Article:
And a Tory MP, Stephen McPartland, boycotted a visit by a Treasury Minister and fellow Tory to his constituency this week, because the Minister refused to discuss the cuts. McPartland had calculated that a family on £20,000 a year, well below the median income for the country but well above the lowest, is likely to lose £2000 a year under the proposals. The government maintains that it’s committed to supporting strivers rather than skivers, but this would be a striving family that would suffer a major blow from Osborne’s policies.

When opposition begins to build within the Conservative Party itself, it seems that as well as a rod for backs of the poor, the Chancellor may well be building one for his own. The next election is still years away, and the Tories may weather this storm and suffer no lasting damage from it. But at least they are, for now, being put to the rack for policies which are inflicting real suffering and which they clearly hadn’t thought through.

That’s another parallel with the poll tax. It was a flat rate tax to support local government. Because it was the same for all, it disproportionately hurt the poor, as the tax credit cuts will. And Thatcher didnt fully think it through: she had reached the point of believing so firmly in her political instincts that she insisted on pressing ahead with the measure, against the advice of most of her entourage. Until she paid the price.

We’ll see whether Osborne is able to show a little more flexibility. Or will pay the same price.

That will depend on whether he presses on with the tax credit changes. Ironically, most of us, including no doubt Gordon Brown, would be delighted to see the payments falling away to zero. Since they are earnings-related, they would wither away as people earned more. Brown would not doubt be keen to see wages rise in that way. Meanwhile, the Tories claim they want to see us becoming a high-wage, low-benefit economy. Indeed, that’s become a slightly monotonous refrain of theirs these days.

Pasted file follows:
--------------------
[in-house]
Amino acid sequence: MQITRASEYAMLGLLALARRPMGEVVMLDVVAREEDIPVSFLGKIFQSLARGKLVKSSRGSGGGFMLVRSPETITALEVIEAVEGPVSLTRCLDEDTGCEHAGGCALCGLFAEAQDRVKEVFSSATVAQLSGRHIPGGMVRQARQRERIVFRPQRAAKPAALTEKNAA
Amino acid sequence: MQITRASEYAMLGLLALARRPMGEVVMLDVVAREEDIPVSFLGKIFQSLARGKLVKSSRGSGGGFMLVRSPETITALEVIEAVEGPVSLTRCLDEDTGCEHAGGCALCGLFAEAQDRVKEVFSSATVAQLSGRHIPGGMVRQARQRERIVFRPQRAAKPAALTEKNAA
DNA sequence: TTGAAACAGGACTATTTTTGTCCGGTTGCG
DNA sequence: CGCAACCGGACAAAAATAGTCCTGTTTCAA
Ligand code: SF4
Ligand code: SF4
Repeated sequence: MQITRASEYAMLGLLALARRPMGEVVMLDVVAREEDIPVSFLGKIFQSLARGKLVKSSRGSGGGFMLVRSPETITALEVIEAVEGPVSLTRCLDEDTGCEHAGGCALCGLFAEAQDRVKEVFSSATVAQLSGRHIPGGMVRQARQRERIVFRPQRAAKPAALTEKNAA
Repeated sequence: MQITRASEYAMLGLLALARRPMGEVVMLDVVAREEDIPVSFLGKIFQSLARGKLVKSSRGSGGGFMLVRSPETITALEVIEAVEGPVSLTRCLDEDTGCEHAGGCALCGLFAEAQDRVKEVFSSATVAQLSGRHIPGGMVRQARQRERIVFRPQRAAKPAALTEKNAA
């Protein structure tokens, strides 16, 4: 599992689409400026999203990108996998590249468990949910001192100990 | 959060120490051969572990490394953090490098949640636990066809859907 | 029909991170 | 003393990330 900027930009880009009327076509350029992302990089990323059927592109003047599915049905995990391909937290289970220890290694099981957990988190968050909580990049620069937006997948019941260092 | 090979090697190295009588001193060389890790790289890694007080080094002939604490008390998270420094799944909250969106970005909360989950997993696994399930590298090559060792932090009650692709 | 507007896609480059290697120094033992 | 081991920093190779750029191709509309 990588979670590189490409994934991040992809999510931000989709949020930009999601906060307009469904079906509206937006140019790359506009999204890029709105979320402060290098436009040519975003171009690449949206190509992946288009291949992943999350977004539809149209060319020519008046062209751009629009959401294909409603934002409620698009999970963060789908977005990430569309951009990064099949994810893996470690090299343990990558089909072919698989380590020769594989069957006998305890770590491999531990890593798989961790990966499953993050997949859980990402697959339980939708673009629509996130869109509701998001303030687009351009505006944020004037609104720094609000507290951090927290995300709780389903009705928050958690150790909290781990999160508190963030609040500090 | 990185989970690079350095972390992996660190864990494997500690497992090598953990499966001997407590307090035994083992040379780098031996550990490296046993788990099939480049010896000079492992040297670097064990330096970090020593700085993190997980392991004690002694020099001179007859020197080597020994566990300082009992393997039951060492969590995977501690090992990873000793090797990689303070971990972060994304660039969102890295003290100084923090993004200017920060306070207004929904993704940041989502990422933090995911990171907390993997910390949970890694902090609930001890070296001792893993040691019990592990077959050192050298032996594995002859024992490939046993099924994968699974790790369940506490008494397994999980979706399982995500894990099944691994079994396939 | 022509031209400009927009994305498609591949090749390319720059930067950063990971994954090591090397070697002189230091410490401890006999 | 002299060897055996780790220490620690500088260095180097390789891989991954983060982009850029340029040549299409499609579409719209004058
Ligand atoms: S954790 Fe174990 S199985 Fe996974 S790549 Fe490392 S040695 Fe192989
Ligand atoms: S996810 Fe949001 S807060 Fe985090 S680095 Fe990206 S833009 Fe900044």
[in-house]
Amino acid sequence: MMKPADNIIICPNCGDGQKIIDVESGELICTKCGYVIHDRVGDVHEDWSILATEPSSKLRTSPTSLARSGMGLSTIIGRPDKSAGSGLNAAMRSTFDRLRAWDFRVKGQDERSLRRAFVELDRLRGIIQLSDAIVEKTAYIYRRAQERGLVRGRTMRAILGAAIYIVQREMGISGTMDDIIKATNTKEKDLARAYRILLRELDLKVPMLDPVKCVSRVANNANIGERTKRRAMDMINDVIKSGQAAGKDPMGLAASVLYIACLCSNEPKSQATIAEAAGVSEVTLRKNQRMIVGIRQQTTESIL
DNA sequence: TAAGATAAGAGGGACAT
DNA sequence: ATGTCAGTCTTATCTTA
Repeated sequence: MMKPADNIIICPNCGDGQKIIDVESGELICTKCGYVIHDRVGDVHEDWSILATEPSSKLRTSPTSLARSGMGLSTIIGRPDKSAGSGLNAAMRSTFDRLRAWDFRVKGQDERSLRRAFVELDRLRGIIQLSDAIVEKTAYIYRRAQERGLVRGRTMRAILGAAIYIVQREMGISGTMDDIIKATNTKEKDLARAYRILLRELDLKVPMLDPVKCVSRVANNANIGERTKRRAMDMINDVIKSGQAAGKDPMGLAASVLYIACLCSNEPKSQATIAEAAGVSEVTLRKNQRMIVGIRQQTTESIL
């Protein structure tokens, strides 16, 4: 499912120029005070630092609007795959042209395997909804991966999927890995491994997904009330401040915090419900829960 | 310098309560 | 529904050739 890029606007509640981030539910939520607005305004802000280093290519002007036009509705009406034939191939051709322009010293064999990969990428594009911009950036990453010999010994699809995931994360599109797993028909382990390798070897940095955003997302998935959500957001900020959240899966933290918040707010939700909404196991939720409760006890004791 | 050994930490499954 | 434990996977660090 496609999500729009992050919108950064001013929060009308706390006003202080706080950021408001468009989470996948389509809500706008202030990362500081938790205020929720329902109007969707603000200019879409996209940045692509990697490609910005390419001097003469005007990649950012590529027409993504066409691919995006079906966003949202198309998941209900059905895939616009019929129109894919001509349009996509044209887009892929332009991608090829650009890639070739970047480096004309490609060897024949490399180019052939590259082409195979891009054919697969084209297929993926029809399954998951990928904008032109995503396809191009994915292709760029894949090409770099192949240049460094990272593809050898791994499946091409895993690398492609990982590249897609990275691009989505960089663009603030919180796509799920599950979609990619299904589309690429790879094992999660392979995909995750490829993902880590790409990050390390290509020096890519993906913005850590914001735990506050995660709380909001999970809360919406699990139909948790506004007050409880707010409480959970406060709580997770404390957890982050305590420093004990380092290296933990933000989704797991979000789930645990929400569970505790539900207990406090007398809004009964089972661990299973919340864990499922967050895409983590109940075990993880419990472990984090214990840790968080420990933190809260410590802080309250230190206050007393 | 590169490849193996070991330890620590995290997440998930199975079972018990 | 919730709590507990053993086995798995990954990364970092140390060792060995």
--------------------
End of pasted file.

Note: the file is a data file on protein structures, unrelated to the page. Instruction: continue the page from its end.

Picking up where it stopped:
Well, raise the wages and the benefits will, automatically and inevitably, fall.

What’s interesting is that Osborne wants to cut the benefits by direct government action. In other words, he doesn’t himself believe in the “high wage” part of his mantra – if wages were rising as he claims to wish, he wouldn’t need to reduce the benefits himself. They would fall of their own accord.

All of which rather suggests he doesn’t believe his own words. In turn, that suggests that no one else should either. And, what’s more, if his proposals turn into his version of the poll tax, and come back to bury him – well, it could hardly happen to a more deserving fellow.

Monday, 9 November 2015

A useful anniversary, as we debate further military action

November 8 was an anniversary worth noting.

It was the 33rd birthday of a woman whose name used to be notorious around the world, but who has faded pretty entirely from view recently: Lynndie England. She was brought up a disturbed child in a poor family in rural Kentucky. In childhood, she was diagnosed with selective mutism, a condition which leaves a sufferer unable to speak in certain situations or to certain people, even if threatened with dire consequences. At 20, she was married, but divorced soon afterwards.